Thanks to an amazing Employee Assistance Program through the Episcopal Church Medical Trust I've started meeting with a therapist. I remember some professor in seminary telling us, "everyone should see a therapist, especially priests." Seems like good advice for those of us who carry the weight of other's secrets, pain, sadness as well as their joys, passions, on convictions.
Our first session was last week, but one line is still ringing true in my head as I study the Acts lesson for this Sunday. She said, "When I turned forty, I realized that I was done being nice. I'll be polite and kind, but not nice."
Yesterday during our lectionary group, Keith brought up the fact that in order to follow in the footsteps of Paul and Silas and be disturbers, we have to overcome a lot of trained behavior. "Don't cause any trouble." or "Be nice." are things we all heard a million times during our formative years. Parents, grandparents, aunts, uncles, teachers, pastors, you name it, just about every adult figure in my life told me, at one time or another, that I was supposed to a) be nice or b) not cause any trouble.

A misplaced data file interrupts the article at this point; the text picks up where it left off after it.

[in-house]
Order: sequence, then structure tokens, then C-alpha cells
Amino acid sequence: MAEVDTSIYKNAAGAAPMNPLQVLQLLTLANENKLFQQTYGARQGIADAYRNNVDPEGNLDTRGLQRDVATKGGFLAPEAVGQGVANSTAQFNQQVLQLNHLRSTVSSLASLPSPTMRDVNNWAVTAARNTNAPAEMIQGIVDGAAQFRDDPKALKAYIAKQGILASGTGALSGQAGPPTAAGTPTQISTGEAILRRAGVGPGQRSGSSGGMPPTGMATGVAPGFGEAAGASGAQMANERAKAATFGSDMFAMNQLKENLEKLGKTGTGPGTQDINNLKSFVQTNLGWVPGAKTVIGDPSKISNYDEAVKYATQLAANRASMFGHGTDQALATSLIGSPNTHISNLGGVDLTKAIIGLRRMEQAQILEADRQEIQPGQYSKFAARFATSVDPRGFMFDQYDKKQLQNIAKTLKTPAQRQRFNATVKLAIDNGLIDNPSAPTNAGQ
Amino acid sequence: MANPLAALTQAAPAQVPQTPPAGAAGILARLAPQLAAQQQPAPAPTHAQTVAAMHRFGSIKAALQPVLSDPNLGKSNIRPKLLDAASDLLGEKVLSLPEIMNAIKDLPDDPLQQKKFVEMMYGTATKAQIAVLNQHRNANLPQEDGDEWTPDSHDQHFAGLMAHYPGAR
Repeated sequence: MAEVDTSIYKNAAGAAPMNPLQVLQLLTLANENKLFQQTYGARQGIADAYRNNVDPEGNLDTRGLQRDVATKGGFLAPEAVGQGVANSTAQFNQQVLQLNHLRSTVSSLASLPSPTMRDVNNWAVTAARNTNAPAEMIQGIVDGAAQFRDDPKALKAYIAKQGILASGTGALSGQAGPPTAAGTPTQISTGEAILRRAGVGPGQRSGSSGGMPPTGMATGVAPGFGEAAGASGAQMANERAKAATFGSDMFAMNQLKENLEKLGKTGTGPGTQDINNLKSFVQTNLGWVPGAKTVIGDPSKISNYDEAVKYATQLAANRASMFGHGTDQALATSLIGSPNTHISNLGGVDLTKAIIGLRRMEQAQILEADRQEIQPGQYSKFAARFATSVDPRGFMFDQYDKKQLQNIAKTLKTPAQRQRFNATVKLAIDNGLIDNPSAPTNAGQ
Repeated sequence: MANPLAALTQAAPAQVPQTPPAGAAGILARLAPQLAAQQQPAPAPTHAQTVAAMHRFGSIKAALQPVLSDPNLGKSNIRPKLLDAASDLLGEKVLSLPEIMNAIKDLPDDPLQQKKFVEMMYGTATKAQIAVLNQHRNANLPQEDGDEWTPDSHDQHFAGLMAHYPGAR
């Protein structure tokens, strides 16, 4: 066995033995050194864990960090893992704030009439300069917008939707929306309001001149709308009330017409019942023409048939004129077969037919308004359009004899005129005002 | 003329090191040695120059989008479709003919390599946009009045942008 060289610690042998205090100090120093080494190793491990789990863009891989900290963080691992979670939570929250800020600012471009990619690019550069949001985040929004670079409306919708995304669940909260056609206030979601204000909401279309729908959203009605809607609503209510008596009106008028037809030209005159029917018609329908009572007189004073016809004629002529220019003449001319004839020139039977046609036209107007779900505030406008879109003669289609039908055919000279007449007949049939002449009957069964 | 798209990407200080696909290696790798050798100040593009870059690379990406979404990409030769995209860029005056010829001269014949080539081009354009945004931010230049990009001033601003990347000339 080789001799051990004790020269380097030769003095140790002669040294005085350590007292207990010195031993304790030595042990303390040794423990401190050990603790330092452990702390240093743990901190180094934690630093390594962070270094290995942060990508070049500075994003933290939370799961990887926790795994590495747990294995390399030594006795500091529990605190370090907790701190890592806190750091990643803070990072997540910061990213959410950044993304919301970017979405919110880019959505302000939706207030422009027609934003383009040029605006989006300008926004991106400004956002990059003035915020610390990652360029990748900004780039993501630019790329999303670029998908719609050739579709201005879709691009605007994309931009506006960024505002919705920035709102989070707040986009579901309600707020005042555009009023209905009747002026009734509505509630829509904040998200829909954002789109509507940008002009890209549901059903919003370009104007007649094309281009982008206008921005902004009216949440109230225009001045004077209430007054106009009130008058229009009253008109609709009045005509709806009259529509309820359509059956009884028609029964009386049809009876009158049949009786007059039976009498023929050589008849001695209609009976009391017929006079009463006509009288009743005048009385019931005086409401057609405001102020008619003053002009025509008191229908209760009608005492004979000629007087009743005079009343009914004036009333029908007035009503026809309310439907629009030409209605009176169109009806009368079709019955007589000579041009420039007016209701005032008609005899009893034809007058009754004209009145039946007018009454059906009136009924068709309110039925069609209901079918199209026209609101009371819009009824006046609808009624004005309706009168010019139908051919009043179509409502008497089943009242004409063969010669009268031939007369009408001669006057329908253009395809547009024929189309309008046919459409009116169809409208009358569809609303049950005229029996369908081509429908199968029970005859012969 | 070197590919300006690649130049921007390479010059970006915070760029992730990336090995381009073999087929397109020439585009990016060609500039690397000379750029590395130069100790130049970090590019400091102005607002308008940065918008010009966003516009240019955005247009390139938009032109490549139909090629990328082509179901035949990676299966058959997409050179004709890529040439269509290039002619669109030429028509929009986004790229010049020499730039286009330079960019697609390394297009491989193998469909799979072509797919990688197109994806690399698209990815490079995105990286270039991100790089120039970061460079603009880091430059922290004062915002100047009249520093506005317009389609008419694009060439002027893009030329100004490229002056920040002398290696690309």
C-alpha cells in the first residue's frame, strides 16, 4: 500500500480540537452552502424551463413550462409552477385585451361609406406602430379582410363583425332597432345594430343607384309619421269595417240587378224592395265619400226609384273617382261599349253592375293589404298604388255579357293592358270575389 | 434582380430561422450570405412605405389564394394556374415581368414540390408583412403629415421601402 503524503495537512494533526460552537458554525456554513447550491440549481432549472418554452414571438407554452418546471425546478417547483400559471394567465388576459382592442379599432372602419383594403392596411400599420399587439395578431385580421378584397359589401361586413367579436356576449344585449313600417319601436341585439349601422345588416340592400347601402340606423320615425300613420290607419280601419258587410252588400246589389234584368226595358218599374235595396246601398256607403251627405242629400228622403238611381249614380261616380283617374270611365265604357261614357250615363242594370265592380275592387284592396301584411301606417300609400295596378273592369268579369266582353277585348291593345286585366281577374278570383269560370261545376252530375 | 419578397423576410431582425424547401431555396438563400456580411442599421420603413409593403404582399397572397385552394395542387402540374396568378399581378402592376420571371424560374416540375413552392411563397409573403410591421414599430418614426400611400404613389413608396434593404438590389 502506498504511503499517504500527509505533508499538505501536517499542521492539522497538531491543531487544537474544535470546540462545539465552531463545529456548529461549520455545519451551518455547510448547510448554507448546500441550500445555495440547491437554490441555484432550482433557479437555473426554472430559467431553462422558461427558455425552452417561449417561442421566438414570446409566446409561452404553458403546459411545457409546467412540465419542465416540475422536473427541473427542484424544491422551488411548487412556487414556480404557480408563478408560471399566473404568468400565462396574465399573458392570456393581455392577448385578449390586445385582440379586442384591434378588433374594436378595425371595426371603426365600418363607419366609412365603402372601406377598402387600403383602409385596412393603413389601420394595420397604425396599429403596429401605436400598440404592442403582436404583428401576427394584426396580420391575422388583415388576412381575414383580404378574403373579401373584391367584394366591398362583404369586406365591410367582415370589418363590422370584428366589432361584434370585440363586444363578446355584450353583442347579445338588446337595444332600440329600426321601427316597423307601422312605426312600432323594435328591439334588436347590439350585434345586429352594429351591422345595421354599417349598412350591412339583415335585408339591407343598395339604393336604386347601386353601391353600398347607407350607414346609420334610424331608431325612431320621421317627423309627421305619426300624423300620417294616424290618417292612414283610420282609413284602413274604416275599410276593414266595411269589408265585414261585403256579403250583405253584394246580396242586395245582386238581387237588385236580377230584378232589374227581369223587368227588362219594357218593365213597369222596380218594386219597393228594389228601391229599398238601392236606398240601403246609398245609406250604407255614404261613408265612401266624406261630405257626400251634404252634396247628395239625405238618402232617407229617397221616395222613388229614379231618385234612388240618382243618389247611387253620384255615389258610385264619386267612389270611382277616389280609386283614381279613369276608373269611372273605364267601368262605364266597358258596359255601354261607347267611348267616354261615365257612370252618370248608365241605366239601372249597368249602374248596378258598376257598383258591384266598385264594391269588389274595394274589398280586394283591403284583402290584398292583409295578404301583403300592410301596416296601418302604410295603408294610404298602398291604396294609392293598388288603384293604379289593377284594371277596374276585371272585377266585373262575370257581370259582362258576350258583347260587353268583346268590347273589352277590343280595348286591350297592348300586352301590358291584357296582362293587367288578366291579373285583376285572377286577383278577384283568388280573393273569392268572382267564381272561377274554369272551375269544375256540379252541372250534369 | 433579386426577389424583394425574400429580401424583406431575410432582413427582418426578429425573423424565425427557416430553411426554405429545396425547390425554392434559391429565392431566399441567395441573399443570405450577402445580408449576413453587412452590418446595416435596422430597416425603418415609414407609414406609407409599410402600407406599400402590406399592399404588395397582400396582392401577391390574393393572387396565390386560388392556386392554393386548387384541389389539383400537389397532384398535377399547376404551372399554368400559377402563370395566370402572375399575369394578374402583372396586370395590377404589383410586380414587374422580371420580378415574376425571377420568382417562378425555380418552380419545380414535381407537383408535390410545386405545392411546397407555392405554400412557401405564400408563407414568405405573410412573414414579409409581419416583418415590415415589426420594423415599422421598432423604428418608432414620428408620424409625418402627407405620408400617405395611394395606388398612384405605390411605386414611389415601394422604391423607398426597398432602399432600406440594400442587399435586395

But the my homiletics professor told me to comfort the disturbed and disturb the comfortable. I can to the former, but the latter, I am not equipped. I have 30 years of "being nice" to sort through. I have a child to support. I have a thousand reasons why I shouldn't rock the boat, and I'm sure you do too.
But then the earthquake happens. Paul and Silas, accused disturbers, are in prison singing hymns and saying prayers, and the very foundations of the prison are shaken. God has a habit of shaking foundations; both literally, like the prison in Philippi and literally, like "be nice." He shakes these foundations and looses our chains so that we might be set free to do his work, which sometimes (maybe even more often than not) means acting as the pea in the mattress.
Is God shaking your foundations? Is he calling you to a new way of living? A new way of interacting? A new way of disturbing?
Quit being nice. Quit trying NOT to cause trouble. Be respectful. Be caring. But always be a voice for God.